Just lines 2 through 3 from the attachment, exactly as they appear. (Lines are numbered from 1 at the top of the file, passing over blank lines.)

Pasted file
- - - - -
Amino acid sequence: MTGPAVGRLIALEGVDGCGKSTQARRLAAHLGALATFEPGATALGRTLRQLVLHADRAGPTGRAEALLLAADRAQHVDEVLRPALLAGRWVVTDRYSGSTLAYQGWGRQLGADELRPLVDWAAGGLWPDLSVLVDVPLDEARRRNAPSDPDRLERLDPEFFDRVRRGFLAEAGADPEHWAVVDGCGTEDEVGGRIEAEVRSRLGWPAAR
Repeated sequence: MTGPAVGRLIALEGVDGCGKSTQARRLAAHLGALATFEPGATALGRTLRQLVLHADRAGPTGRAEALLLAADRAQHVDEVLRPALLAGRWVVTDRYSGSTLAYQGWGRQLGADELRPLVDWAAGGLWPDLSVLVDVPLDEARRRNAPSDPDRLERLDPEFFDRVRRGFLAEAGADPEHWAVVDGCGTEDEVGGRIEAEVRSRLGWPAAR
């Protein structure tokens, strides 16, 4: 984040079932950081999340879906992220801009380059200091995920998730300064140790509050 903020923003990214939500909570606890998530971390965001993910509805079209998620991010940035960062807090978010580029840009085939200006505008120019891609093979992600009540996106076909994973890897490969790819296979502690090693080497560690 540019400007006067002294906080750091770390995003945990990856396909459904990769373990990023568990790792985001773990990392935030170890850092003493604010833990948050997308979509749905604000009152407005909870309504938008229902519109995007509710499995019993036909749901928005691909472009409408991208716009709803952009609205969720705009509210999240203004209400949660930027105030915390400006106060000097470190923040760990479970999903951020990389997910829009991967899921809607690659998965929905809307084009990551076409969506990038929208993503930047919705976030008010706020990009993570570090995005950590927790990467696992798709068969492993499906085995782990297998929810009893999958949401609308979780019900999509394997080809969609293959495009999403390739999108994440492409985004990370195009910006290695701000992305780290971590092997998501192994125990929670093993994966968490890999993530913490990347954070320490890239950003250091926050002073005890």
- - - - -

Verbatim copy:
Repeated sequence: MTGPAVGRLIALEGVDGCGKSTQARRLAAHLGALATFEPGATALGRTLRQLVLHADRAGPTGRAEALLLAADRAQHVDEVLRPALLAGRWVVTDRYSGSTLAYQGWGRQLGADELRPLVDWAAGGLWPDLSVLVDVPLDEARRRNAPSDPDRLERLDPEFFDRVRRGFLAEAGADPEHWAVVDGCGTEDEVGGRIEAEVRSRLGWPAAR
């Protein structure tokens, strides 16, 4: 984040079932950081999340879906992220801009380059200091995920998730300064140790509050 903020923003990214939500909570606890998530971390965001993910509805079209998620991010940035960062807090978010580029840009085939200006505008120019891609093979992600009540996106076909994973890897490969790819296979502690090693080497560690 540019400007006067002294906080750091770390995003945990990856396909459904990769373990990023568990790792985001773990990392935030170890850092003493604010833990948050997308979509749905604000009152407005909870309504938008229902519109995007509710499995019993036909749901928005691909472009409408991208716009709803952009609205969720705009509210999240203004209400949660930027105030915390400006106060000097470190923040760990479970999903951020990389997910829009991967899921809607690659998965929905809307084009990551076409969506990038929208993503930047919705976030008010706020990009993570570090995005950590927790990467696992798709068969492993499906085995782990297998929810009893999958949401609308979780019900999509394997080809969609293959495009999403390739999108994440492409985004990370195009910006290695701000992305780290971590092997998501192994125990929670093993994966968490890999993530913490990347954070320490890239950003250091926050002073005890």